Search results for: Wang Hsiou-Huai
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Those Who Can, Teach: The Academic Quality of Preservice Students in Teacher Education Programs in Taiwan
This research investigates Taiwanese preservice students’ academic quality in comparison with their nonteaching peers. The findings show that preservice students demonstrated higher academic quality than their non-preservice counterparts, as they had better entry test scores, mid-point grades and final grades. The authors provide explanations of the gap in performance between the two groups within the broader sociocultural context of Taiwanese society. First, the authors found that the majority of the teaching programs set a minimum academic standing as a threshold for student application when they recruit students from various programs/departments within the university. Second, the Taiwanese government adopted policies that provide teachers with generous compensation and benefit packages that provide teachers with generous compensation and benefit packages. Furthermore, the cultural beliefs imbedded in the Confucian cultural heritage may also play a role in constructing favorable teaching conditions.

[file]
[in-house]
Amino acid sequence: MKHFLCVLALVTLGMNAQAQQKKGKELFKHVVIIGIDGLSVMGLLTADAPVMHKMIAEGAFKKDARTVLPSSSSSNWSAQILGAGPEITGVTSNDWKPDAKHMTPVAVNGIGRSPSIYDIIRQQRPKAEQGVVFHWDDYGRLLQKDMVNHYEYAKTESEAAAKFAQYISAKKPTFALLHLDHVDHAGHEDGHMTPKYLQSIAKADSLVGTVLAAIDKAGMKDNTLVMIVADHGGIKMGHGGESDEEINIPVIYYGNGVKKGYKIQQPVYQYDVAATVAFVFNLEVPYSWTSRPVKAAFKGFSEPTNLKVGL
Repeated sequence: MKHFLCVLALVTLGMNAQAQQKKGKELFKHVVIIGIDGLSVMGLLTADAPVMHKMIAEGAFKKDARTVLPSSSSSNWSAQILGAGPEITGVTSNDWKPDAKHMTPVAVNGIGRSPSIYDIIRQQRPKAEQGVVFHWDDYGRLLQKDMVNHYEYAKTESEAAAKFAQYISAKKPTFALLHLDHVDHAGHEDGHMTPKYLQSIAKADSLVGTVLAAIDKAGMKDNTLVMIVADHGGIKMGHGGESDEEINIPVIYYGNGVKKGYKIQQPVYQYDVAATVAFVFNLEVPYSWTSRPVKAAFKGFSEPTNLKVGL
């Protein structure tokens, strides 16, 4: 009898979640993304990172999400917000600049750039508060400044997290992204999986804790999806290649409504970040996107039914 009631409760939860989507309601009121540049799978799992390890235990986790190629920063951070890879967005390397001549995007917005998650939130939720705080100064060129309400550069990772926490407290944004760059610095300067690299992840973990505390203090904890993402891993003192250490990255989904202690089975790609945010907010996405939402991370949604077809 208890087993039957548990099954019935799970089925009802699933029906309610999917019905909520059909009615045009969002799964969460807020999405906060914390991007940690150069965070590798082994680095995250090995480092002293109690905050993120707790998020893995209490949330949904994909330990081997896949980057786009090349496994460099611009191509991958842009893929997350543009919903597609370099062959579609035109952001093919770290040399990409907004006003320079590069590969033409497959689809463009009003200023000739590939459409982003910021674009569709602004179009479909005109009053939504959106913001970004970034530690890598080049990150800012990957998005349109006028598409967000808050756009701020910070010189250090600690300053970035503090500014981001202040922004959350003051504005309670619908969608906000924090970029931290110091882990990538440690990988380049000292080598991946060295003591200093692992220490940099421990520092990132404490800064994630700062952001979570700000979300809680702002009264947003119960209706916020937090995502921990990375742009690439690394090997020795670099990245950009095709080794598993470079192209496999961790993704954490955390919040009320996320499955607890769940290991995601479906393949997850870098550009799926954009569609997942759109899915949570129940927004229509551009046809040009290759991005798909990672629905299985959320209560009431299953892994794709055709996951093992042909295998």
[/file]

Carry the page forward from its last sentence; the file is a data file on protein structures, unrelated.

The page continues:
Updated: Apr. 24, 2018
“Once Hired, Seldom Gone”: The Deliberation Process of Beginning Teachers in Taiwan in Deciding to Stay in Teaching
This study aims to investigate the perceptions held by new teachers in Taiwan concerning the factors conducive to or impeding their decisions to stay in teaching and the process of deliberation on intrinsic and extrinsic factors influencing their retentions. The authors have found that the decisions to stay of the participants were influenced by both intrinsic factors (and favorable extrinsic factors. Moreover, their perceptions of highly competitive entry into teaching tended to prevent them from easily giving up on teaching.
Updated: Jul. 27, 2015